More than a quarter of consultants think the continuity of care offered by their hospital is poor or very poor, according to a poll.
Some 28 per cent of senior doctors in specialties such as surgery, radiology and gynaecology, said they were concerned about the care offered to patients.
Furthermore, 27 per cent said they believe that their hospital is poor or very poor at delivering “stable medical teams” for patient care.
The poll of more than 2,000 senior doctors was carried out by the Royal College of Physicians, which said it reflected increasing pressure on the NHS from rising hospital admissions, an ageing population and cuts in budgets and staffing.
The president of the RCP is now setting up a Commission on the Future Hospital, chaired by Professor Sir Michael Rawlins, to identify the best way to treat inpatients in the future.
It will examine areas such as medical teams in hospitals, handover procedures and communication, data including patient records, future planning and leadership and responsibility.
The RCP is also looking at ways to provide “high quality care seven days a week” following a series of damning reports into the care given to patients at weekends and on bank holidays.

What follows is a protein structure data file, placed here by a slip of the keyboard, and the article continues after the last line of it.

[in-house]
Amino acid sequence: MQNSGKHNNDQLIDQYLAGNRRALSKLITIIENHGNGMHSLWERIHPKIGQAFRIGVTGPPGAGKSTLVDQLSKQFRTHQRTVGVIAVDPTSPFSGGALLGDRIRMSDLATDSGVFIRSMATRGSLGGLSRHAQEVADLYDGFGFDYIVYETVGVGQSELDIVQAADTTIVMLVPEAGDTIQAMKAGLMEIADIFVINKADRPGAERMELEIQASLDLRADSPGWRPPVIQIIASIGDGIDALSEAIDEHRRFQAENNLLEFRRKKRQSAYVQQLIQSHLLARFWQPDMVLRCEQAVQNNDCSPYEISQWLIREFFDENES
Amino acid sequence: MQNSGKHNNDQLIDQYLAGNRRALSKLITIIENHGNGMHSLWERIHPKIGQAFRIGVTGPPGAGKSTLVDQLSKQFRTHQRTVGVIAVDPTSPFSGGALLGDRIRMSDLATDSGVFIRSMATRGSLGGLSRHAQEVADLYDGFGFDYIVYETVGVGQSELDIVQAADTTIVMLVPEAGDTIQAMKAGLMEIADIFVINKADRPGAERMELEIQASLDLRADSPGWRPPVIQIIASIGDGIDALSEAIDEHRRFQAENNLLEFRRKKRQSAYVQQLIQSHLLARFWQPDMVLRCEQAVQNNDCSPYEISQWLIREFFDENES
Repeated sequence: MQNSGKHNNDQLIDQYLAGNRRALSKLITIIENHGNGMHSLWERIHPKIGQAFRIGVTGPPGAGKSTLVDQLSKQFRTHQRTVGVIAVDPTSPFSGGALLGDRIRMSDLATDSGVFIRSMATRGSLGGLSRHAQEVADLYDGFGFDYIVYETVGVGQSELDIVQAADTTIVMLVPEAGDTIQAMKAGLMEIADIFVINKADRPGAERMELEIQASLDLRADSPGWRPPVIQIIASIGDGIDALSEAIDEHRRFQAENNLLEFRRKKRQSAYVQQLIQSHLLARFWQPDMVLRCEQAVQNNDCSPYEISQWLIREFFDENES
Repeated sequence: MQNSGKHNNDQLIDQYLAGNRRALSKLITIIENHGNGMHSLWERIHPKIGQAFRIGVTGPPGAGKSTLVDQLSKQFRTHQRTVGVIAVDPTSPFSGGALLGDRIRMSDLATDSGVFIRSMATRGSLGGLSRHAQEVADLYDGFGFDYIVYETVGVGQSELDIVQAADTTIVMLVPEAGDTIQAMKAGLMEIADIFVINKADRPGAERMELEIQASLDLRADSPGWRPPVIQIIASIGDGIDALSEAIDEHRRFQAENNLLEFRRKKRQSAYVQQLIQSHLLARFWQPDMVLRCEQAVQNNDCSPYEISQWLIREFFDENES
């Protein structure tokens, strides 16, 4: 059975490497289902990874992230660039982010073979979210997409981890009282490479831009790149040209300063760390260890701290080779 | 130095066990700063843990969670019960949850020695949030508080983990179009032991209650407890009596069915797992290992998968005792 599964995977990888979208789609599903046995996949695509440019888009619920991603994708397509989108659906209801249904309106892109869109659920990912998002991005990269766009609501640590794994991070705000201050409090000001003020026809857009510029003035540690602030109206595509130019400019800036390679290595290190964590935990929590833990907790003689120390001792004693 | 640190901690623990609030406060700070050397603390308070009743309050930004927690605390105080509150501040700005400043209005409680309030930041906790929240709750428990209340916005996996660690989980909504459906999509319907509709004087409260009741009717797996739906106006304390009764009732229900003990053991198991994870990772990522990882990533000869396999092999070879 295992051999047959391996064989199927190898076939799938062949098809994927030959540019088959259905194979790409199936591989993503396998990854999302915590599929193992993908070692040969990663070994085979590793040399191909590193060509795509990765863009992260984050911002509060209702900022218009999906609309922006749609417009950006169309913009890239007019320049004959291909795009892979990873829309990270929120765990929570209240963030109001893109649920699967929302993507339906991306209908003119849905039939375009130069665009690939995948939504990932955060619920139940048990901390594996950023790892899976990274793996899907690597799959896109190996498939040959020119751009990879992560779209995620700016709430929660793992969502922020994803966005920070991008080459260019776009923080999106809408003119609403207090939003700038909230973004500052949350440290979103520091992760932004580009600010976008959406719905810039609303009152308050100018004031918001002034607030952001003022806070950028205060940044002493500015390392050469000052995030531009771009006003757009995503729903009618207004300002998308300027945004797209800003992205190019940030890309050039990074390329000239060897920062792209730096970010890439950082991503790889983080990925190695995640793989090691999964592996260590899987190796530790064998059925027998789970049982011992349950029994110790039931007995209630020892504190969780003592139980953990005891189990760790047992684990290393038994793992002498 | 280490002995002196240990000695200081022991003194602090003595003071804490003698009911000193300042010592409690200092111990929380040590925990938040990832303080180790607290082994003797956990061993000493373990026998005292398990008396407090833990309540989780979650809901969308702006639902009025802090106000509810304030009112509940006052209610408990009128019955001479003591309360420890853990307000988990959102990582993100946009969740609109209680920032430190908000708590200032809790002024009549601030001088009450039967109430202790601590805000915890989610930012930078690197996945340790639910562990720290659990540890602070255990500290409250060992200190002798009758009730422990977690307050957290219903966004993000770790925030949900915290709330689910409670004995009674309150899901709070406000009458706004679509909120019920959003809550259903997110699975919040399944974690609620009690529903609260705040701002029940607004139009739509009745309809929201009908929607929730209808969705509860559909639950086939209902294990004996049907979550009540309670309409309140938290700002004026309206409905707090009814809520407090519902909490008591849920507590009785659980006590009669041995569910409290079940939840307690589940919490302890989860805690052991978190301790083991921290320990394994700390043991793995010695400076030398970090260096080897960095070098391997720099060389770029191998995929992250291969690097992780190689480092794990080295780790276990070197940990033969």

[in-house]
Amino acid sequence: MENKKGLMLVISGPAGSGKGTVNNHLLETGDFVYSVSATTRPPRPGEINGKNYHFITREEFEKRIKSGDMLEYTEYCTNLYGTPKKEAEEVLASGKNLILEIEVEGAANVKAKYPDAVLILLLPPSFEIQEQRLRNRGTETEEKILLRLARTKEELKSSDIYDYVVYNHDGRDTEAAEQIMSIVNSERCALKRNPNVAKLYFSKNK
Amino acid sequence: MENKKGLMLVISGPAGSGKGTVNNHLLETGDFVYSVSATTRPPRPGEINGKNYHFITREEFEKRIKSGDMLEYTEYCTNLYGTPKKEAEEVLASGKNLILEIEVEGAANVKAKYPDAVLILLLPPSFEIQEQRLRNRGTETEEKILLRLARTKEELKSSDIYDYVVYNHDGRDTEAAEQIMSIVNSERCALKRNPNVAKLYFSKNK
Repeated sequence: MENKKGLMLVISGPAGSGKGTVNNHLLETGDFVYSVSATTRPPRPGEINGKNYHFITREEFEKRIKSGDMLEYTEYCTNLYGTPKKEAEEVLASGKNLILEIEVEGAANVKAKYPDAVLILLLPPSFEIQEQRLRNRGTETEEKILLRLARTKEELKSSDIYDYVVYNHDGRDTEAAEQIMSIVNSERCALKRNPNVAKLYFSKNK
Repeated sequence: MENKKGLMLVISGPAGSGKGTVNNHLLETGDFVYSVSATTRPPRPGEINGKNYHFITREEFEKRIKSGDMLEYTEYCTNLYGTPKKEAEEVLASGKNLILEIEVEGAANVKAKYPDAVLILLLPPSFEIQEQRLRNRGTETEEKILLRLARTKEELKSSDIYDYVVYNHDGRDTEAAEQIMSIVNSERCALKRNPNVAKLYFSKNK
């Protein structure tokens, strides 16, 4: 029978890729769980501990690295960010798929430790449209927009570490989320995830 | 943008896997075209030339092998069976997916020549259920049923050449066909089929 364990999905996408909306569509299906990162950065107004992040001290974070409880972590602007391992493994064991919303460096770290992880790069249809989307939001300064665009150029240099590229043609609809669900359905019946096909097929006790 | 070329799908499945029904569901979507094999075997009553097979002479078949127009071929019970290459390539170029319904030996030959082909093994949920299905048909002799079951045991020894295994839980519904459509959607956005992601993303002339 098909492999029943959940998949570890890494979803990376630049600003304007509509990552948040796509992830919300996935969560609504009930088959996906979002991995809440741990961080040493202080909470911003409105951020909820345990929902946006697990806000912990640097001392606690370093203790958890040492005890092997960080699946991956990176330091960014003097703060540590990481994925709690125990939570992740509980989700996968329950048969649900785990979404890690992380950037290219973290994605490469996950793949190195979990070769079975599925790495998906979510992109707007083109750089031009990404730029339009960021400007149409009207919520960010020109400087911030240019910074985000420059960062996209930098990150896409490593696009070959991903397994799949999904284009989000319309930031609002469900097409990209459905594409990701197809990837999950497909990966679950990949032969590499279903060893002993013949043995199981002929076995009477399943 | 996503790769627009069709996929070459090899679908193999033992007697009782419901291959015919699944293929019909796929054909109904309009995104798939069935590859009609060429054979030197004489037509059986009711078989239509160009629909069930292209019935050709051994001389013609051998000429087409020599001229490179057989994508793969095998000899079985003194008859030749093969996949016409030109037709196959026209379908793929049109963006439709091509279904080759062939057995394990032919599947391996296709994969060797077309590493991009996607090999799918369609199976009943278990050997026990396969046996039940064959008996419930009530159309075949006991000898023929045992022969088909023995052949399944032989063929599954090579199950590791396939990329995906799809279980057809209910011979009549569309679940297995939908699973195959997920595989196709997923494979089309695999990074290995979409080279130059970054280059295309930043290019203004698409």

Sir Richard Thompson, RCP president, said: “I am delighted that Sir Michael has agreed to chair this commission, which will be the most significant RCP report for a generation.
“Our challenge will be to implement the recommendations against a background of financial stringency and an NHS in the grip of reorganisation.”
A spokeswoman for the Department of Health said: “Every patient should expect to experience good quality, safe and effective care, and the vast majority do so.
“However, we also know that there is always room for improvement.
“This is an example of clinicians coming together to decide how hospitals can work better for patients.
“In the future, we want doctors, nurses and other health professionals to have a greater say in how to make improvements in care, as they are closest to patients.”
According to the RCP, stable medical teams means a full team of staff available, with no gaps in rotas and the right mix of skilled staff.